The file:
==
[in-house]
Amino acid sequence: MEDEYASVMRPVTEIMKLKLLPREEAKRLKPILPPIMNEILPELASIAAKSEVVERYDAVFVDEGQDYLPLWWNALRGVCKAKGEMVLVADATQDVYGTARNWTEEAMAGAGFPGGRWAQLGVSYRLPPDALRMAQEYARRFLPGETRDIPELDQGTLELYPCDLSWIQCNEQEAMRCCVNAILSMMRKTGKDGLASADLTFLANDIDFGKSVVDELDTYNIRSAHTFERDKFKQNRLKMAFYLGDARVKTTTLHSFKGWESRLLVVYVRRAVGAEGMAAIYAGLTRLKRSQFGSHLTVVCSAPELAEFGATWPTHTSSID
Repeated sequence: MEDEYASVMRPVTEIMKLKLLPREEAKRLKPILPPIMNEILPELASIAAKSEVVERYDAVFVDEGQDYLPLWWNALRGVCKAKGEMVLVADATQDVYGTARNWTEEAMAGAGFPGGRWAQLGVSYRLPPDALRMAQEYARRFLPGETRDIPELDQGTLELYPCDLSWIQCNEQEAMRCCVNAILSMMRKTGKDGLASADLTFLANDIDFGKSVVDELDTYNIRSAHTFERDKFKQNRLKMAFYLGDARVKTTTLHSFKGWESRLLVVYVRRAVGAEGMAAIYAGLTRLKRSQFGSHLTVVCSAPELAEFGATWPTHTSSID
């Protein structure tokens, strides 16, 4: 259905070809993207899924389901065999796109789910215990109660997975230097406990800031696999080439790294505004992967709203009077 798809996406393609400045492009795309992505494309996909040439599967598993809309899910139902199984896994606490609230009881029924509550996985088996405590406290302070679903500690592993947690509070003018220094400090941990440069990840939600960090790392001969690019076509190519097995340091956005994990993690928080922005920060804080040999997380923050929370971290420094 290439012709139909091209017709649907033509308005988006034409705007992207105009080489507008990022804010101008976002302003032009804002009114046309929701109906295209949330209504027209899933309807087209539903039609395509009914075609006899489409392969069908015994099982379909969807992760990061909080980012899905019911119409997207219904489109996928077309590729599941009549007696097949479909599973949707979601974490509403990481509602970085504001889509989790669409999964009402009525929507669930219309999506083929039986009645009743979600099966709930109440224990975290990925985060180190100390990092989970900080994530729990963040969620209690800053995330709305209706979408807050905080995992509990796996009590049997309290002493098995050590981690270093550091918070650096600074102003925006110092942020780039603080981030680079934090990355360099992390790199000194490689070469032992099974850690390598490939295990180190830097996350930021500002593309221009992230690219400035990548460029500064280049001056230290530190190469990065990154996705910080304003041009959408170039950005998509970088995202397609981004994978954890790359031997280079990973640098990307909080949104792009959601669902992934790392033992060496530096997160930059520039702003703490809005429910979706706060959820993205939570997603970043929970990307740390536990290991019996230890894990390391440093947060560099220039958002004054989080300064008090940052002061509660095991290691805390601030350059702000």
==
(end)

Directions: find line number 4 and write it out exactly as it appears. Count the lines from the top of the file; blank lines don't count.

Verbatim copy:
């Protein structure tokens, strides 16, 4: 259905070809993207899924389901065999796109789910215990109660997975230097406990800031696999080439790294505004992967709203009077 798809996406393609400045492009795309992505494309996909040439599967598993809309899910139902199984896994606490609230009881029924509550996985088996405590406290302070679903500690592993947690509070003018220094400090941990440069990840939600960090790392001969690019076509190519097995340091956005994990993690928080922005920060804080040999997380923050929370971290420094 290439012709139909091209017709649907033509308005988006034409705007992207105009080489507008990022804010101008976002302003032009804002009114046309929701109906295209949330209504027209899933309807087209539903039609395509009914075609006899489409392969069908015994099982379909969807992760990061909080980012899905019911119409997207219904489109996928077309590729599941009549007696097949479909599973949707979601974490509403990481509602970085504001889509989790669409999964009402009525929507669930219309999506083929039986009645009743979600099966709930109440224990975290990925985060180190100390990092989970900080994530729990963040969620209690800053995330709305209706979408807050905080995992509990796996009590049997309290002493098995050590981690270093550091918070650096600074102003925006110092942020780039603080981030680079934090990355360099992390790199000194490689070469032992099974850690390598490939295990180190830097996350930021500002593309221009992230690219400035990548460029500064280049001056230290530190190469990065990154996705910080304003041009959408170039950005998509970088995202397609981004994978954890790359031997280079990973640098990307909080949104792009959601669902992934790392033992060496530096997160930059520039702003703490809005429910979706706060959820993205939570997603970043929970990307740390536990290991019996230890894990390391440093947060560099220039958002004054989080300064008090940052002061509660095991290691805390601030350059702000």